The Alabama Department of Public Health (ADPH) continues investigating a hepatitis A outbreak in DeKalb and Jackson counties. Additional cases that may be related have also been identified in Cherokee and Marshall counties, with March 3 as the latest known symptom onset.
Currently, there are 22 cases in Jackson County, 12 cases in DeKalb County and 1 case in Marshall County. For more details about the current outbreak, please see Alabama’s Hepatitis A Outbreak Report at
In addition to close contact to known hepatitis A cases, individuals may be exposed via an infected food handler at a restaurant, drug paraphernalia, jail or prison, homeless/transient living, oral/anal sex, or unvaccinated individuals who fail to wash their hands.
Hepatitis A vaccination offers full protection against hepatitis A infection from all exposures listed above, whether the infected individuals have symptoms or not.
Hepatitis A vaccine is recommended for anyone who participates in high-risk behaviors listed above and their contacts, and/or anyone who would like to protect themselves from the risk of infection. ADPH focuses on vaccinating high-risk persons or uninsured persons. Persons at low risk for hepatitis A who may wish to be vaccinated may contact their healthcare provider or pharmacy. Many health insurance plans cover hepatitis A vaccinations at physicians’ offices and pharmacies.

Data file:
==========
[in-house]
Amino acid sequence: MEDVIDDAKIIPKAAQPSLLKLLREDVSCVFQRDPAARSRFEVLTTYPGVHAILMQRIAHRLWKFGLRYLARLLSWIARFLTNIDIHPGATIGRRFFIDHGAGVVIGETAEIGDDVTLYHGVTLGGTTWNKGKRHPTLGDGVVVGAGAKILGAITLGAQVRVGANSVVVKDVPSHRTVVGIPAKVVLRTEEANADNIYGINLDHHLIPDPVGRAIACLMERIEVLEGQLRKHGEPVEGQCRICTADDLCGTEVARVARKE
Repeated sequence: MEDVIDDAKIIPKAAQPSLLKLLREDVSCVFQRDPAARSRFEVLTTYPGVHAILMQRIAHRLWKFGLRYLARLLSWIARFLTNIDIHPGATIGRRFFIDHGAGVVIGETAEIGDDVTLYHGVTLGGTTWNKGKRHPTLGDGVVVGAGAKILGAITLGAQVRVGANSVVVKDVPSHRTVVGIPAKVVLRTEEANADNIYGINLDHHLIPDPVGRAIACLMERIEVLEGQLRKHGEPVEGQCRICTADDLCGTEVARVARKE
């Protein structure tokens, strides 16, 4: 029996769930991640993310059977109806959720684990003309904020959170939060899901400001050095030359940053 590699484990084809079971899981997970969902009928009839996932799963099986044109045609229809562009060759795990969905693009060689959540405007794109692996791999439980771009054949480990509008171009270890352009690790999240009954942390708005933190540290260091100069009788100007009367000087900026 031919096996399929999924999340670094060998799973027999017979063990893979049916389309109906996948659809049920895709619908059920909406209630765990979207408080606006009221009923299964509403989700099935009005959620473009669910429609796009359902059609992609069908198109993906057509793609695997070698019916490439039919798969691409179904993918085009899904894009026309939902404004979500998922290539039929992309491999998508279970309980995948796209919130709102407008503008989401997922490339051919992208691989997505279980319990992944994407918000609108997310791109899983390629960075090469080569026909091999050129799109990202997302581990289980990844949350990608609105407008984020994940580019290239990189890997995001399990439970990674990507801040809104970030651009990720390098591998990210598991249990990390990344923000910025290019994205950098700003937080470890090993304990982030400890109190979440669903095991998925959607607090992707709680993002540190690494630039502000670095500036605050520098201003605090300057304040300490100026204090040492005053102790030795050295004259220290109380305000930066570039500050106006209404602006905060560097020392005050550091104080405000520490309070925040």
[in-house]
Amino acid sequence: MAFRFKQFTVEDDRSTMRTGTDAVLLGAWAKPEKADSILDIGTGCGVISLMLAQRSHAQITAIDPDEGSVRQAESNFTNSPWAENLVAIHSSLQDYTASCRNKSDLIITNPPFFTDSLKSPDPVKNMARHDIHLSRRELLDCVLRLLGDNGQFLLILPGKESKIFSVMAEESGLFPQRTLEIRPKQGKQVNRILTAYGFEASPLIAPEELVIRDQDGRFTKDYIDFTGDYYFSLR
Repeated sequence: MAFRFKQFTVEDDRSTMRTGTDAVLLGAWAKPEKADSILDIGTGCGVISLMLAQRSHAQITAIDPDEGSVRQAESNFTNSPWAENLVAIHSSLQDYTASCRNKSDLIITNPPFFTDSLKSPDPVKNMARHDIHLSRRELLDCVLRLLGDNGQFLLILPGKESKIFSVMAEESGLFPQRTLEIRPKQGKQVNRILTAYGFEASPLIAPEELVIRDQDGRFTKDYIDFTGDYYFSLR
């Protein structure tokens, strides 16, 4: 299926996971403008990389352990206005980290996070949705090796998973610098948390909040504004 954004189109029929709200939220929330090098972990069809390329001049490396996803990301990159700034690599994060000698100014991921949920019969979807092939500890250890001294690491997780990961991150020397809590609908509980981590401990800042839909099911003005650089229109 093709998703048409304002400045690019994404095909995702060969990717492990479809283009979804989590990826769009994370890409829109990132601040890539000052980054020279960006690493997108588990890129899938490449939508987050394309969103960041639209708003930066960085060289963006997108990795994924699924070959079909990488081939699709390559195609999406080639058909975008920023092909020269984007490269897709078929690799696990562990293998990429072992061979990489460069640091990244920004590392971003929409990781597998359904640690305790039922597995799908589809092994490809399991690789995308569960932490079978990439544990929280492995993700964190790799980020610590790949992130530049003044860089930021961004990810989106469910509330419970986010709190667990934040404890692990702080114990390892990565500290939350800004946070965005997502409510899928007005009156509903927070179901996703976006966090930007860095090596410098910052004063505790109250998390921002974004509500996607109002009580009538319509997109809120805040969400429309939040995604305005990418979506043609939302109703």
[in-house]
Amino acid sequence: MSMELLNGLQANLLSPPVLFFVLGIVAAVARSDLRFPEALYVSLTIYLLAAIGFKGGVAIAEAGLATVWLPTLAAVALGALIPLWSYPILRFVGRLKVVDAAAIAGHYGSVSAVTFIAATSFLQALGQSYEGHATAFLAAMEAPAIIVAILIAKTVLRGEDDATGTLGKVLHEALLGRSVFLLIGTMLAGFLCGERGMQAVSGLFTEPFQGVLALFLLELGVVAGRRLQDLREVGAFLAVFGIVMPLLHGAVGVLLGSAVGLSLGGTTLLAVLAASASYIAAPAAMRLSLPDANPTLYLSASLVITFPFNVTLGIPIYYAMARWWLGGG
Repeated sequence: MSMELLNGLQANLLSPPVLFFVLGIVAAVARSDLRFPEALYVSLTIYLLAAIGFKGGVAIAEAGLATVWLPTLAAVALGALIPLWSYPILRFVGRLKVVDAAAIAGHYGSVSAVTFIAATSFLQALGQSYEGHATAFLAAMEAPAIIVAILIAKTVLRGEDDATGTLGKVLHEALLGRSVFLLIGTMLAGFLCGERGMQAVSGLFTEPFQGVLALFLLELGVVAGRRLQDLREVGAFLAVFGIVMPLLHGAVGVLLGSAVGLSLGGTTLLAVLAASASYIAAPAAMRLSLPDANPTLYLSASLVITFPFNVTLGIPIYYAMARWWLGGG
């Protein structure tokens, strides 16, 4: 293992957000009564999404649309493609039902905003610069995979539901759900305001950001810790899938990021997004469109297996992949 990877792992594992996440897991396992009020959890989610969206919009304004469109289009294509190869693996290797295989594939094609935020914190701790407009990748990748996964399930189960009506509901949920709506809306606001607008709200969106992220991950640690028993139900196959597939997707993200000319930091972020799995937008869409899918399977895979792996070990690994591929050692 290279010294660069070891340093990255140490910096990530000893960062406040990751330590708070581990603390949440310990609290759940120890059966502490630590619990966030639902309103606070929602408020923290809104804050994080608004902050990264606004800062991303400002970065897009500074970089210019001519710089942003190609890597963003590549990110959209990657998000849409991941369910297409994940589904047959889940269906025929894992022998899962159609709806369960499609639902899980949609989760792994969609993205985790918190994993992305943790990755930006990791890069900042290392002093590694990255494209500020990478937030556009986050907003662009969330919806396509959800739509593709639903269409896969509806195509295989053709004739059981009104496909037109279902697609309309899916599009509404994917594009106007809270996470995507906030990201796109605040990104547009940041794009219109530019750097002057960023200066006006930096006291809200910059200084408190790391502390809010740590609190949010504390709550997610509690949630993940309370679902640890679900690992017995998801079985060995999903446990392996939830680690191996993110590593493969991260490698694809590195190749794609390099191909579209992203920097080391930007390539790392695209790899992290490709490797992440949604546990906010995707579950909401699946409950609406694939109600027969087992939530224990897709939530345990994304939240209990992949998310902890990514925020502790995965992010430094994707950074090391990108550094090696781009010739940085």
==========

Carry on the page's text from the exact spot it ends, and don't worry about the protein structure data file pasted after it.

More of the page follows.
“Hepatitis A vaccination and proper hand washing will significantly reduce the spread of this virus in these counties and are important measures to protect the community,” said Medical Officer Dr. Karen Landers.
After being exposed to someone sick with hepatitis A, symptoms may appear from 15 to 50 days later. Symptoms may include fever, headache, fatigue, low appetite, stomach pain, nausea, vomiting, dark urine or jaundice. If persons, family or friends are experiencing any of these symptoms, they should contact their healthcare provider as soon as possible.